Violence and sex have always gone hand in hand, for as long as horror has existed. As the narrator explains in the 1965 film Faster Pussycat, Kill Kill!, “While violence cloaks itself in a plethora of disguises, its favorite mantle still remains…sex”. From the moment Bela Lugosi seduced his first maiden in the 1931 Universal monster movie Dracula, penetrating her flesh and sinking his fangs into her supple skin; since Lon Chaney Jr. unleashed the beast within in 1941’s The Wolf Man, falling in love with a girl while simultaneously hunting down prey at night; all the way till Laurie Strode embodied the final girl in John Carpenter’s Halloween, setting the standard for yonic symbolism in slasher cinema, sex and violence have always been intertwined.
But of all these analogies, perhaps the most fascinating, and one of the more modern examples of how these two incendiary sins overlap is the slippery slope experimentation and self-identification through sexual awakening and the tendency towards violence during adolescence.
In 1960, Alfred Hitchcock unleashed Psycho onto the masses, an unconventional and shocking thriller about the consequences of a sexually confused man faced with the possibility of a carnal encounter. It all starts when a woman named Marion Crane steals $40,000 from her boss, switches cars, and rides off into the sunset in the hopes of skipping town with her lover Sam. She just wanted to stop and take a little rest at the Bates Motel, but little did she know that a killer lay in wait, and he has not only the keys to the establishment but access to the secret peephole in Marion’s bedroom.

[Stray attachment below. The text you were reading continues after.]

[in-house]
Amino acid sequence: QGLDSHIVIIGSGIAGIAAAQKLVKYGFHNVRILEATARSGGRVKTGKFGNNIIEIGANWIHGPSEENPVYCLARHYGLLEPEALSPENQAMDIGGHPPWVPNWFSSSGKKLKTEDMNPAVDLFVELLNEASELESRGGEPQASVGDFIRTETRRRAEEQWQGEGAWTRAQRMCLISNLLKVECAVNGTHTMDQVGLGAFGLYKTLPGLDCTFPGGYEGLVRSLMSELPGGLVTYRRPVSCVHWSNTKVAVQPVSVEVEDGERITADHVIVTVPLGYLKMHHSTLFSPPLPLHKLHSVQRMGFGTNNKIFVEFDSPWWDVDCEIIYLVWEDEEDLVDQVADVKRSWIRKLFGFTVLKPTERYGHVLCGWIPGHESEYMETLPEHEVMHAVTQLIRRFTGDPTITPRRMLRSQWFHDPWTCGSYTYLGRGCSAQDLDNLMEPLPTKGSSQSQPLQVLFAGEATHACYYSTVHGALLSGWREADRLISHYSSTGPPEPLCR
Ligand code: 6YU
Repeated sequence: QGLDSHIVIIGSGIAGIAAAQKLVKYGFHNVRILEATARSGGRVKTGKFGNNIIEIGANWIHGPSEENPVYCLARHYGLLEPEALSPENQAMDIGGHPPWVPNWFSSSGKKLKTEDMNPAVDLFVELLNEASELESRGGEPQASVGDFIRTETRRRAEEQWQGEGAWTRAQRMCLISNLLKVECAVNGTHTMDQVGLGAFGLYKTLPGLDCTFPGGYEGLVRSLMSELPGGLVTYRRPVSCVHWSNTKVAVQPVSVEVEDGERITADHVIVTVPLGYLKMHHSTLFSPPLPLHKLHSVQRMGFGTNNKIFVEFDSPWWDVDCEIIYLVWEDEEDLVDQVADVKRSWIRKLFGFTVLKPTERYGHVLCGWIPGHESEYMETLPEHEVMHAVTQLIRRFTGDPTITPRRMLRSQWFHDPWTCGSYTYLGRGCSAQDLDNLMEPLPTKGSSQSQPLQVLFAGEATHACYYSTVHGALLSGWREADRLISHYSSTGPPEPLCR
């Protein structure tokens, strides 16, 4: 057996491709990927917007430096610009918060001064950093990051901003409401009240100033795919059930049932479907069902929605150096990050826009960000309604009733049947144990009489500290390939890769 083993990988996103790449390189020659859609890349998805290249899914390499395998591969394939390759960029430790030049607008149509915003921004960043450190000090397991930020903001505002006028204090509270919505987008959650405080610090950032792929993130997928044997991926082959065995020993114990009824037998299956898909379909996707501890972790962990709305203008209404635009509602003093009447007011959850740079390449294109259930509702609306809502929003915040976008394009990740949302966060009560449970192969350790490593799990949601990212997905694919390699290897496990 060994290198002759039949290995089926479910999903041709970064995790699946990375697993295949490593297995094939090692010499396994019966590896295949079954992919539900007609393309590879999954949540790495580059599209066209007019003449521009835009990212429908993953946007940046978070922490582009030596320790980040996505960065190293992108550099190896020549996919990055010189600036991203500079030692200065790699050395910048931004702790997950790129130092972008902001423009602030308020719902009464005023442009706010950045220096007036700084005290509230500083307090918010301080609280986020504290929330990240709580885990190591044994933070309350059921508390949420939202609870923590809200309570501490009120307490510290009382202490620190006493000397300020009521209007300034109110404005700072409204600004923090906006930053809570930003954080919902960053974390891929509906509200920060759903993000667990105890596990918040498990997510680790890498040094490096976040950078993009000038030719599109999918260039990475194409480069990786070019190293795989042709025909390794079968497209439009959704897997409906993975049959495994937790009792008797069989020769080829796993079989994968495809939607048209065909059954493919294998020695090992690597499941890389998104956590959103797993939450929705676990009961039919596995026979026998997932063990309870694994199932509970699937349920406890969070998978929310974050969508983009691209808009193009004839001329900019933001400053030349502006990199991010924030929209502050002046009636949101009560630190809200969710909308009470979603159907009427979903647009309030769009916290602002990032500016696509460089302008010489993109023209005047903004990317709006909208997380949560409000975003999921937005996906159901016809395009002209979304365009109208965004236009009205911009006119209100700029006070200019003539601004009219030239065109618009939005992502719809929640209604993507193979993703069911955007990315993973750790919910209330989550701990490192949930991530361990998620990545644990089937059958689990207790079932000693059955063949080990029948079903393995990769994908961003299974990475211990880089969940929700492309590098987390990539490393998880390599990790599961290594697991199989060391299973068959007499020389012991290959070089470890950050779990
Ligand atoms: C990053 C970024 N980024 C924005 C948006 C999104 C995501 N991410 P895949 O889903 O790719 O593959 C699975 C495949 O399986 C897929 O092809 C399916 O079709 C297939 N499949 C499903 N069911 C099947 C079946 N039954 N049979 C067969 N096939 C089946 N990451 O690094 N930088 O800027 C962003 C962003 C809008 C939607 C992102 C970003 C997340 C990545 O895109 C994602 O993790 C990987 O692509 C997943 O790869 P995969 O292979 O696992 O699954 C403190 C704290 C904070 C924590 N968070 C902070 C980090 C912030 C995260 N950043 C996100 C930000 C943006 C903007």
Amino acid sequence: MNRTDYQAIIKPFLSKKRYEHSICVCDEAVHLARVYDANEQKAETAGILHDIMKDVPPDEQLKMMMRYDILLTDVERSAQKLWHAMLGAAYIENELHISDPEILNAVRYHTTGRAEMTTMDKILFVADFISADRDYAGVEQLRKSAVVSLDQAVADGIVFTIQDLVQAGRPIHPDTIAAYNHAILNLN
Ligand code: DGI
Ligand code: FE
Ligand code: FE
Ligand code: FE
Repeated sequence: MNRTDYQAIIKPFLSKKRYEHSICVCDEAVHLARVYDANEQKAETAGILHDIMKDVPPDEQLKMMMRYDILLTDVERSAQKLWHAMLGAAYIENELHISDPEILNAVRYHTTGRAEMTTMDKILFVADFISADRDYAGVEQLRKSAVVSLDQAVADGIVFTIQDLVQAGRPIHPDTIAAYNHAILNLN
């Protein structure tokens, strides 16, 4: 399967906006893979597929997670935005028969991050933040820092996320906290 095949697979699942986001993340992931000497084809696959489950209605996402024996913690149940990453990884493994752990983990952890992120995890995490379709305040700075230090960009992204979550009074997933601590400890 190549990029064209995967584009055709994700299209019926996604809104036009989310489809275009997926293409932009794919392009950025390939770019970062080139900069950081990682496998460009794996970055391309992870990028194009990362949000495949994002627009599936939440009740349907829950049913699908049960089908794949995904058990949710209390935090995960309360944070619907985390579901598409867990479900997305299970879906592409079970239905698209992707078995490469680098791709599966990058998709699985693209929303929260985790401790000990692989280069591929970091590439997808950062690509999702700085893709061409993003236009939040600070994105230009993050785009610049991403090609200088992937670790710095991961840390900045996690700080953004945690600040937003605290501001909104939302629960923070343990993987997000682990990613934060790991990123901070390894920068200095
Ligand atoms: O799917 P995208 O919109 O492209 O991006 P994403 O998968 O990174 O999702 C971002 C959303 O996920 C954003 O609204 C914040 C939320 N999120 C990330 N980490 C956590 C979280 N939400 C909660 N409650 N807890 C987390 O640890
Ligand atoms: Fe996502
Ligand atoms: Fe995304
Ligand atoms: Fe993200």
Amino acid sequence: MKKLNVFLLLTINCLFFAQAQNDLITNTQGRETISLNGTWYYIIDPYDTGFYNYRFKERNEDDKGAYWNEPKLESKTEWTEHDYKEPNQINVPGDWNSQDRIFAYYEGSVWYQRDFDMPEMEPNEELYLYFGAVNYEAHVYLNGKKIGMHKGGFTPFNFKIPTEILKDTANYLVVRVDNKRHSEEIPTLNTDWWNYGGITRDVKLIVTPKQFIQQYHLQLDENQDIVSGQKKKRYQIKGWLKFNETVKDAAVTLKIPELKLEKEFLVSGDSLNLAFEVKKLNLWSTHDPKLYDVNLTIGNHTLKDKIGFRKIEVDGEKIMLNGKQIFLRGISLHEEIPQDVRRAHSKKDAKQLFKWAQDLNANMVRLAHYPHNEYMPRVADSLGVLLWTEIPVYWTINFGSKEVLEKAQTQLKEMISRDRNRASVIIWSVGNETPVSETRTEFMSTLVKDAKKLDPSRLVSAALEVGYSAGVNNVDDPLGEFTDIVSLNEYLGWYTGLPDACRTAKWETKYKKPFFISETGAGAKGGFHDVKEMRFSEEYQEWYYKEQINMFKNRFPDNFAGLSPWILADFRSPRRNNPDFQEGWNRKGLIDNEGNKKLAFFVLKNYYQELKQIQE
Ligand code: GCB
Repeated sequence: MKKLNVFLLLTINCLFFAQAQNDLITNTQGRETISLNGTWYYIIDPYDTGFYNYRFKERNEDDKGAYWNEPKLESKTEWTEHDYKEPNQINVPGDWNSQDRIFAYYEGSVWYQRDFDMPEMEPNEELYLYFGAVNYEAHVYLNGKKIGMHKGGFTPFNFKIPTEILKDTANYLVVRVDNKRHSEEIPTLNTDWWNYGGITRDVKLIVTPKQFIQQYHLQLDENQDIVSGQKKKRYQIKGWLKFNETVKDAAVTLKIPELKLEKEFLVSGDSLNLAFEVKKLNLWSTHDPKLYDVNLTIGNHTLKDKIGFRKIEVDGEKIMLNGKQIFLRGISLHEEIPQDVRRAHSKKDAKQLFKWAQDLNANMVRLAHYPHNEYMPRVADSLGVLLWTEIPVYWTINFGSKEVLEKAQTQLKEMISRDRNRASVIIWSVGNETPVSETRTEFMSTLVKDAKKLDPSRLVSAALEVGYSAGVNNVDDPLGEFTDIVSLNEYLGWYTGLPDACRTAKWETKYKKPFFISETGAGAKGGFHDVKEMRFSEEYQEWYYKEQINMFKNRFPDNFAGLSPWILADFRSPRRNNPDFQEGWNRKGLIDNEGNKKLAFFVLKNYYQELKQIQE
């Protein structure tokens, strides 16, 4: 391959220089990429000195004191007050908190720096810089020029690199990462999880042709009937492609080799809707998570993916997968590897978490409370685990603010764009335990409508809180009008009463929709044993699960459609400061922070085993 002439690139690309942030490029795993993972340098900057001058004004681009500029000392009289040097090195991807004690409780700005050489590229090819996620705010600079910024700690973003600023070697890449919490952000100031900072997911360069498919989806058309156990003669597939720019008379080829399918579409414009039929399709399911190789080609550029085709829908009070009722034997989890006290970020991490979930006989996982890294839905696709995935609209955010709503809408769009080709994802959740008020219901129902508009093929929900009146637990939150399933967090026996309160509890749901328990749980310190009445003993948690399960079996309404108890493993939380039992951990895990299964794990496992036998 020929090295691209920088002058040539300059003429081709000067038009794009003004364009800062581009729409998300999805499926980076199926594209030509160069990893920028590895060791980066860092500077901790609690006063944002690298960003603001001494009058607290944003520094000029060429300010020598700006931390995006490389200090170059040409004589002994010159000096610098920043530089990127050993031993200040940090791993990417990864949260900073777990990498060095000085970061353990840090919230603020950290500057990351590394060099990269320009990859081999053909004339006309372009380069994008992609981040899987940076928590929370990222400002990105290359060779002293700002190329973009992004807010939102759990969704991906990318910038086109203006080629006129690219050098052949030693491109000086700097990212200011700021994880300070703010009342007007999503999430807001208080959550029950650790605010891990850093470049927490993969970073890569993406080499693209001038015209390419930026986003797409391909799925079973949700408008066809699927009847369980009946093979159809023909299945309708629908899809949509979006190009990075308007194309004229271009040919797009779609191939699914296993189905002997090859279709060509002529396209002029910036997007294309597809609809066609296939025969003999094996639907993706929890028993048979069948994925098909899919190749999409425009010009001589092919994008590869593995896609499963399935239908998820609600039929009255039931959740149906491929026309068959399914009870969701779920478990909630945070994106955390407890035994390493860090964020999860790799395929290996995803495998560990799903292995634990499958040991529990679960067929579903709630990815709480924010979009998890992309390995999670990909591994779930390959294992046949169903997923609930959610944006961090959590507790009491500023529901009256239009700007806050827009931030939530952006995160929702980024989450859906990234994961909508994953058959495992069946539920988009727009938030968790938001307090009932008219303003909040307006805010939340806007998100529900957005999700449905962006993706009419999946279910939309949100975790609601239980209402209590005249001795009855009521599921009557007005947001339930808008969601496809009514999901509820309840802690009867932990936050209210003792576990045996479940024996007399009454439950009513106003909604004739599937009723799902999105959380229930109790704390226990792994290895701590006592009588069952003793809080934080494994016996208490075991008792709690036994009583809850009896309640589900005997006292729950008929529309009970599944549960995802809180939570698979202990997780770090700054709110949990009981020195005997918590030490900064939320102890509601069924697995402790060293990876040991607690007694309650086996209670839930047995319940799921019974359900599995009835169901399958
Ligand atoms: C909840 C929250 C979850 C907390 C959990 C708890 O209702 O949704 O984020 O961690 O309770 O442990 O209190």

Norman Bates is his name, and after growing up in an abusive household with his mother as his only company, Norman goes a little mad when his only friend passes away. Norman quite literally internalizes his pain, taking on the role of his mother after her death, dressing up in her garments and talking to himself in her voice. On this lonely stretch of highway, in this desolate area, there’s no one around to witness his odd cross-dressing behavior, but when Marion arrives and provides a sense of sexual excitement in Norman’s otherwise vanilla, hum-drive life, the mother inside of him simply won’t stand for the inappropriate arousal and decides to remove the sickening thoughts from Norman’s brain by physically removing Marion from the earth.